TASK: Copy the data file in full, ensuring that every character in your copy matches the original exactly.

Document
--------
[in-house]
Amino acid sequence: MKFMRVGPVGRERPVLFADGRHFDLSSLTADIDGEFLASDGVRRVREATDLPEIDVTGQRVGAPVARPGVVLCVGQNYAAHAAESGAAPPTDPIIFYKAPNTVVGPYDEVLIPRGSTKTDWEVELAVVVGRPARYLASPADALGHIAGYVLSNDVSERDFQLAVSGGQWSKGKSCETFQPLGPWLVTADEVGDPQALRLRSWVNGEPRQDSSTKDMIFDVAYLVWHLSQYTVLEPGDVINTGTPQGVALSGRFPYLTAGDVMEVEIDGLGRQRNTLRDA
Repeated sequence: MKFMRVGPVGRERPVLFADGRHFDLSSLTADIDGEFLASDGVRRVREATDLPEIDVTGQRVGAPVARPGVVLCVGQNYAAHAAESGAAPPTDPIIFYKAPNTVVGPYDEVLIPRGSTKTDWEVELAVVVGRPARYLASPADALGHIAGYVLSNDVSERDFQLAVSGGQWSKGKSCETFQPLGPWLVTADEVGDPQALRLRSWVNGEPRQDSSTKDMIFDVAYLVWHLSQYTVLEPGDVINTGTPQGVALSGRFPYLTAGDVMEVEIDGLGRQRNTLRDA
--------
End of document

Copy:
[in-house]
Amino acid sequence: MKFMRVGPVGRERPVLFADGRHFDLSSLTADIDGEFLASDGVRRVREATDLPEIDVTGQRVGAPVARPGVVLCVGQNYAAHAAESGAAPPTDPIIFYKAPNTVVGPYDEVLIPRGSTKTDWEVELAVVVGRPARYLASPADALGHIAGYVLSNDVSERDFQLAVSGGQWSKGKSCETFQPLGPWLVTADEVGDPQALRLRSWVNGEPRQDSSTKDMIFDVAYLVWHLSQYTVLEPGDVINTGTPQGVALSGRFPYLTAGDVMEVEIDGLGRQRNTLRDA
Repeated sequence: MKFMRVGPVGRERPVLFADGRHFDLSSLTADIDGEFLASDGVRRVREATDLPEIDVTGQRVGAPVARPGVVLCVGQNYAAHAAESGAAPPTDPIIFYKAPNTVVGPYDEVLIPRGSTKTDWEVELAVVVGRPARYLASPADALGHIAGYVLSNDVSERDFQLAVSGGQWSKGKSCETFQPLGPWLVTADEVGDPQALRLRSWVNGEPRQDSSTKDMIFDVAYLVWHLSQYTVLEPGDVINTGTPQGVALSGRFPYLTAGDVMEVEIDGLGRQRNTLRDA